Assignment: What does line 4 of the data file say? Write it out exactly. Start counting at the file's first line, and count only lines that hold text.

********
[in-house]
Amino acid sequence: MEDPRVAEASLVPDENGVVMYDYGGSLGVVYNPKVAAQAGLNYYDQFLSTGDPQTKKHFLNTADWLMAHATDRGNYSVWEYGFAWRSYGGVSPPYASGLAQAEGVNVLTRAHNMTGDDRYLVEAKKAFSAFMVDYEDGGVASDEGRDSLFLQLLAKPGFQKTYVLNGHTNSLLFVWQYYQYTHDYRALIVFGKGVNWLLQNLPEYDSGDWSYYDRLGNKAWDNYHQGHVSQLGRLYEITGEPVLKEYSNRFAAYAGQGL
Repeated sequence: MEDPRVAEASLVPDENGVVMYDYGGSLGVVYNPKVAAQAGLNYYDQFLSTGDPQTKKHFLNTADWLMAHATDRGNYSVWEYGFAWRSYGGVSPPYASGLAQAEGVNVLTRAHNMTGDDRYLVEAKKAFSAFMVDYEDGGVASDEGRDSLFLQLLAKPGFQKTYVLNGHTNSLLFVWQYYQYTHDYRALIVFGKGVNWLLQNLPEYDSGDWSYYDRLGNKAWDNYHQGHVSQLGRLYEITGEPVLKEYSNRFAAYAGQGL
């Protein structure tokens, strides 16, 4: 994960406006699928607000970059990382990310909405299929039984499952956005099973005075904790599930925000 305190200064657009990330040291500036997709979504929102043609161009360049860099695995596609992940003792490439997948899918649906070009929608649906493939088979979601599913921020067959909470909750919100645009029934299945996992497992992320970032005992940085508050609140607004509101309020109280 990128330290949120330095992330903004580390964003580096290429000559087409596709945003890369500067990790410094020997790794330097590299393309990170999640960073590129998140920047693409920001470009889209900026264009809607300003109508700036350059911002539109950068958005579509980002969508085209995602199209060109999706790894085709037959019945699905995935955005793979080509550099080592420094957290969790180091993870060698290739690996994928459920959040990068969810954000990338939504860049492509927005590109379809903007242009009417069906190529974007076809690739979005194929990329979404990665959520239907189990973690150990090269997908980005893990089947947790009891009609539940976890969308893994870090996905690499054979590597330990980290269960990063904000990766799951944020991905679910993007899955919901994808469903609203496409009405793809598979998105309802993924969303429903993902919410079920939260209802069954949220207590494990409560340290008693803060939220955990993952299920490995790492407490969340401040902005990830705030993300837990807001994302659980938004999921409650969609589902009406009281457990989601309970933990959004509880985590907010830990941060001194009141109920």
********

């Protein structure tokens, strides 16, 4: 994960406006699928607000970059990382990310909405299929039984499952956005099973005075904790599930925000 305190200064657009990330040291500036997709979504929102043609161009360049860099695995596609992940003792490439997948899918649906070009929608649906493939088979979601599913921020067959909470909750919100645009029934299945996992497992992320970032005992940085508050609140607004509101309020109280 990128330290949120330095992330903004580390964003580096290429000559087409596709945003890369500067990790410094020997790794330097590299393309990170999640960073590129998140920047693409920001470009889209900026264009809607300003109508700036350059911002539109950068958005579509980002969508085209995602199209060109999706790894085709037959019945699905995935955005793979080509550099080592420094957290969790180091993870060698290739690996994928459920959040990068969810954000990338939504860049492509927005590109379809903007242009009417069906190529974007076809690739979005194929990329979404990665959520239907189990973690150990090269997908980005893990089947947790009891009609539940976890969308893994870090996905690499054979590597330990980290269960990063904000990766799951944020991905679910993007899955919901994808469903609203496409009405793809598979998105309802993924969303429903993902919410079920939260209802069954949220207590494990409560340290008693803060939220955990993952299920490995790492407490969340401040902005990830705030993300837990807001994302659980938004999921409650969609589902009406009281457990989601309970933990959004509880985590907010830990941060001194009141109920």